How to keep your cloud spend in check
Don’t let your organisation’s cloud consumption burn a hole in your IT budget
Cloud. It’s a small word that represents massive spend by organisations today. By the end of this year, Gartner predicts that spending on Software as a Service (SaaS) to be $85.1 billion, on Infrastructure as a Service (IaaS) $39.5bn and on Cloud Application Infrastructure Services (otherwise known as Platform as a Service or PaaS) $18.8bn – totaling a whopping $143.4bn, and for 2020 we can expect to see that spend grow even further, to $171.8bn.
Many organisations are having difficulties controlling those spiraling costs. That is partly because of cloud’s allure of cheaper running costs and being easy to implement. It’s also that several organisations are adopting a cloud-first strategy, where they are giving their teams free rein to spin up new cloud services to bring about greater business advantage.
Although this predicament has been caused by different units in the business, it’s ultimately the responsibility of the CIO or IT leader to ensure the company doesn’t burn through its entire IT budget in just a few months.
How the costs mount up
There’s no denying that cloud spend is complex and difficult to manage, and there’s a host of reasons why. Starting with a lack of visibility of where cloud resources are being consumed – many cloud services are spun up by business units with little or no recourse to the IT department and being able to pinpoint the use of SaaS applications across the organisation has become a huge challenge.
SaaS is a major contributor to “shadow” or Business Unit IT (where a BU is sanctioned to buy and consume cloud services) as the procurement and deployment of cloud applications doesn’t require specialised IT resources or integration into complex data centers. It’s become all too easy for anyone within the organisation to buy or subscribe to cloud services and bypass centralised procurement or specified procurement policies. This leads to unforeseen, unplanned, unbudgeted spend appearing on the monthly bill.
When it comes to IaaS, costs can grow even faster. Without the right tools in place, cloud resources are not optimised, servers can be running 24/7 unnecessarily, expensive software can be left idling on forgotten servers. This cloud sprawl results in unknown and unplanned cloud services appearing on the bill. Speaking of the bill, vendors are less than transparent when it comes to detailing which services have been run up and by whom. This results in organisations being unable to attribute the costs to the right business unit and not being able to tell where they are paying too much for services that aren’t adding any value.
Other reasons, such as workloads being spread across different public and private cloud platforms, or regional pricing differences (where it may be cheaper to run the same cloud resources in one region than in another) will also contribute to these mounting bills. Another factor is that the roles and responsibilities for managing cloud spend and consumption often exist outside of those that manage the traditional on-premise Software Asset Management (SAM) and license procurement. Often, organizations who have existing and well-established SAM best practices have yet to extend this to their cloud environments, in any case the solutions they have anyway cannot adequately cover the management of cloud resources.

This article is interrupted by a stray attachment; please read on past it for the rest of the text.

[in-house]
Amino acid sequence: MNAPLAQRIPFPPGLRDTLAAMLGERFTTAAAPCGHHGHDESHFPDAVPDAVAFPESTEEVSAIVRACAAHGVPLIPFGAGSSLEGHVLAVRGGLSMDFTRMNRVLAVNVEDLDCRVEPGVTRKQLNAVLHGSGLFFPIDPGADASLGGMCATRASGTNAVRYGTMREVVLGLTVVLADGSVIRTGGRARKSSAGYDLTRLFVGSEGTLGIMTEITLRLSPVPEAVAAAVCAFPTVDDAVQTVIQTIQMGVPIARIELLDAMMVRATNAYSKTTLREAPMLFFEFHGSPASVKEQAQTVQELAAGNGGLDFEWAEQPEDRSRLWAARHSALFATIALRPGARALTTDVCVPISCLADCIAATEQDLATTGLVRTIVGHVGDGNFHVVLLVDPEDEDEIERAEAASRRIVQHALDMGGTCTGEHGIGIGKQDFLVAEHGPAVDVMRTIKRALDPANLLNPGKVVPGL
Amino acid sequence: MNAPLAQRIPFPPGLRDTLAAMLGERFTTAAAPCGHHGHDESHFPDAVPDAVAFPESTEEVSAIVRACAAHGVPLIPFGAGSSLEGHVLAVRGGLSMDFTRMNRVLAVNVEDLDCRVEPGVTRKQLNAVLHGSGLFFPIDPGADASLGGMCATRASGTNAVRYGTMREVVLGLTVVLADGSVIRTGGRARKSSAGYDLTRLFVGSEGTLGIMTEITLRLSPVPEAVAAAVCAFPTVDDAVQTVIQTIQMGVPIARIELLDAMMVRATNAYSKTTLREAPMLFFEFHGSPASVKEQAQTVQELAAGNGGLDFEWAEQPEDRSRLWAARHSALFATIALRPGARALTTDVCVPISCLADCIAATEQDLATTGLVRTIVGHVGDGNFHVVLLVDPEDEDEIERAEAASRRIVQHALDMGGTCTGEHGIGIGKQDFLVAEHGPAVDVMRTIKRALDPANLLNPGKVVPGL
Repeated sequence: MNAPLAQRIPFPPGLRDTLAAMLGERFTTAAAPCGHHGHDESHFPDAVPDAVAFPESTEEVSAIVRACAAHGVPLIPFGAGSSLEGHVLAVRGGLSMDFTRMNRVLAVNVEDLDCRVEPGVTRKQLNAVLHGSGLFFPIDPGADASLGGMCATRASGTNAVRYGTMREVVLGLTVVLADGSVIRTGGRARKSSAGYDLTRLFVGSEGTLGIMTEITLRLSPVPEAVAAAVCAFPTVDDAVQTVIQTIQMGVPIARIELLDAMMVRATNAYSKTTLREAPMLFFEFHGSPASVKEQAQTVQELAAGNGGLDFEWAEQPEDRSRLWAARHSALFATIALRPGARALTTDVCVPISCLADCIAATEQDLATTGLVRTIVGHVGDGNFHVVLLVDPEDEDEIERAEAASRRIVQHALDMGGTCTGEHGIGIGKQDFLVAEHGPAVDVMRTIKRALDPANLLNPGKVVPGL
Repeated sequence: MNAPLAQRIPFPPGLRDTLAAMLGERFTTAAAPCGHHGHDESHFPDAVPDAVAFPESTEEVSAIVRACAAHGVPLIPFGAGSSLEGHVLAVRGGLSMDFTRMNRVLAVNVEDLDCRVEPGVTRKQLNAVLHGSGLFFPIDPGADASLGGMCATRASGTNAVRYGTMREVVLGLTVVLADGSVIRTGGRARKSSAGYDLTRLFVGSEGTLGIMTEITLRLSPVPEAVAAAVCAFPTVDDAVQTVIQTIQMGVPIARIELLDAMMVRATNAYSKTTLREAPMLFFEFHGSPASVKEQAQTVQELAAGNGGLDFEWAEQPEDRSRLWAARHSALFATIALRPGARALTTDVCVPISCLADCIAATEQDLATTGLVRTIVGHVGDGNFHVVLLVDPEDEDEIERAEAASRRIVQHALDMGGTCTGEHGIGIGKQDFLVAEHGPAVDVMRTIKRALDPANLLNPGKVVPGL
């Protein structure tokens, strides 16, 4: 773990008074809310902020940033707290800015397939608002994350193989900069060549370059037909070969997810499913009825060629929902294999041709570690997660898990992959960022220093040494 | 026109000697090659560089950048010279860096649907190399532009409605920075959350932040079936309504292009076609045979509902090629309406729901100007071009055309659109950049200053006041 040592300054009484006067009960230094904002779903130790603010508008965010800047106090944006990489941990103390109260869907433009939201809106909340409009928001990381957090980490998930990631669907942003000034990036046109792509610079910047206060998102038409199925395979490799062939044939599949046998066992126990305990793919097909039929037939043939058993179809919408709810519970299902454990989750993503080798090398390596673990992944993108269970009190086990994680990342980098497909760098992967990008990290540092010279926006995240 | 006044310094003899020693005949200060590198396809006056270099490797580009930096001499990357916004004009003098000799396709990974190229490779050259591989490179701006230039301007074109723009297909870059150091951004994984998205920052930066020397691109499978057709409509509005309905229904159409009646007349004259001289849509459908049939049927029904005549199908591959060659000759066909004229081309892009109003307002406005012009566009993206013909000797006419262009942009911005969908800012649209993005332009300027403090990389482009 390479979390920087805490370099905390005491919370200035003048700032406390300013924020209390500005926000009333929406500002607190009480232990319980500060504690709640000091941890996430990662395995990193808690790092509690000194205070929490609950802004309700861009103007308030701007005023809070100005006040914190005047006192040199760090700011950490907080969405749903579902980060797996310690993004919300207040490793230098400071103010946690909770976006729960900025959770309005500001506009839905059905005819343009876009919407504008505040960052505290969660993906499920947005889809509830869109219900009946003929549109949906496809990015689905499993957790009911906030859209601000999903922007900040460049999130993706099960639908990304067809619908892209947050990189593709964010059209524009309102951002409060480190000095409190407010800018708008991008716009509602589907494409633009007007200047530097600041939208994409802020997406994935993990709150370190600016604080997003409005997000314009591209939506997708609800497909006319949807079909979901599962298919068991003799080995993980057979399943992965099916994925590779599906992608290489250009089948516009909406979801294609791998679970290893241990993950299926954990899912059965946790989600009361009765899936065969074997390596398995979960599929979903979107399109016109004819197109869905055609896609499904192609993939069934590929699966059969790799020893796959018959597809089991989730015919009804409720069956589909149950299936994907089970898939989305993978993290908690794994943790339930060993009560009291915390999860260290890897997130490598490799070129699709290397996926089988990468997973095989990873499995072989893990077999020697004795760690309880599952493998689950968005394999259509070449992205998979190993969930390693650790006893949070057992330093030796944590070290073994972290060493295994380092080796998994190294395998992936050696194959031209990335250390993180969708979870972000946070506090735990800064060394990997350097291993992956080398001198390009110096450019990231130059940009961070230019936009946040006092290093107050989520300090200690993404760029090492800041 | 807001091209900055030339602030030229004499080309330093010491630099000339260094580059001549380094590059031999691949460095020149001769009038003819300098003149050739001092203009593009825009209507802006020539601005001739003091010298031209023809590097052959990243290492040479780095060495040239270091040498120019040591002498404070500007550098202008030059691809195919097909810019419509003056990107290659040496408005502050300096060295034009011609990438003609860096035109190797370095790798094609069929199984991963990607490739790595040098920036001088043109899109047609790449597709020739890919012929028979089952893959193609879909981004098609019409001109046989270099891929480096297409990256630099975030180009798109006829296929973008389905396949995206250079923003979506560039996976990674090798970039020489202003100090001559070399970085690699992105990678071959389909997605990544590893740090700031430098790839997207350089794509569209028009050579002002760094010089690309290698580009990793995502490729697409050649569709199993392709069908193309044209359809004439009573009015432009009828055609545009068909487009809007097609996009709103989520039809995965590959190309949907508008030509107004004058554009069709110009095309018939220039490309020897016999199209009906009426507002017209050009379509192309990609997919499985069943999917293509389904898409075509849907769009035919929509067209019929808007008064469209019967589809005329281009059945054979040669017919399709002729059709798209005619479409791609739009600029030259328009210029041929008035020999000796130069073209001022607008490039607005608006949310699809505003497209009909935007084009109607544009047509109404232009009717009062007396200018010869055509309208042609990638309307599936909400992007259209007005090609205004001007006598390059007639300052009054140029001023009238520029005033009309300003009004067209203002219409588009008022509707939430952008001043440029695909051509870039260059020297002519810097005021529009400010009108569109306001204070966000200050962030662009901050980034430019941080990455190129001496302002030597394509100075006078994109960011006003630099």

So what can be done?
How can IT leaders get the necessary insight and align with the rest of the business when it comes to spending on cloud services? As in many disciplines, Cloud Spend Management involves people, process and technology. It is an essential part of good IT governance and requires robust management processes – just like best-practice SAM.
Cloud services – IaaS, PaaS and SaaS – management principles and budget controls have many similarities to traditional SAM practices and require similar governance and management processes. Follow SAM best principles and apply them.
Policies are an essential tool for managing cloud resources just as they are for on-premise assets. IT procurement needs to work closely with the business to ensure the services one business unit requires isn’t creating duplicate or a higher expense than if the service is procured centrally.
Managing the lifecycle of cloud assets is just as important as it is for managing on-premise assets. Get insight into all cloud usage, don’t just rely on the data the vendor shares. Use a tool that will provide you with the right knowledge to puts you in a position of control. Introduce automation, let people spin up new virtual instances at the point they need them, but add in an ‘end date’ when the virtual machine will be decommissioned. If VMs are spun up for a training course, ensure that they is only live for the duration of the course, why let it run overnight and burn more money?
Manage the licenses. It’s presumed that as there is no ‘off’ button that licenses don’t need to be managed in the cloud. However, it is possible to be over-licensed in the cloud, and savings can be made on matching the right license to usage. Do your users need an enterprise license or can they make do with a standard one? Check usage against consumption and you may be able to downgrade the license or remove it altogether.
With the right tools and processes in place you can make informed decisions and ensure cloud technologies are giving the organisation all the benefits it signed up for without the detrimental effects of overspend.
If you're struggling with a strategy to migrate your services to the cloud then our Cloud Easy Advisory services may be what you need. Aimed at helping our customer's assess their current infrastructure and deploy a plan for what can be migrated.
Is your cloud spend spiraling out of control? Why not speak to a Crayon SAM experts today.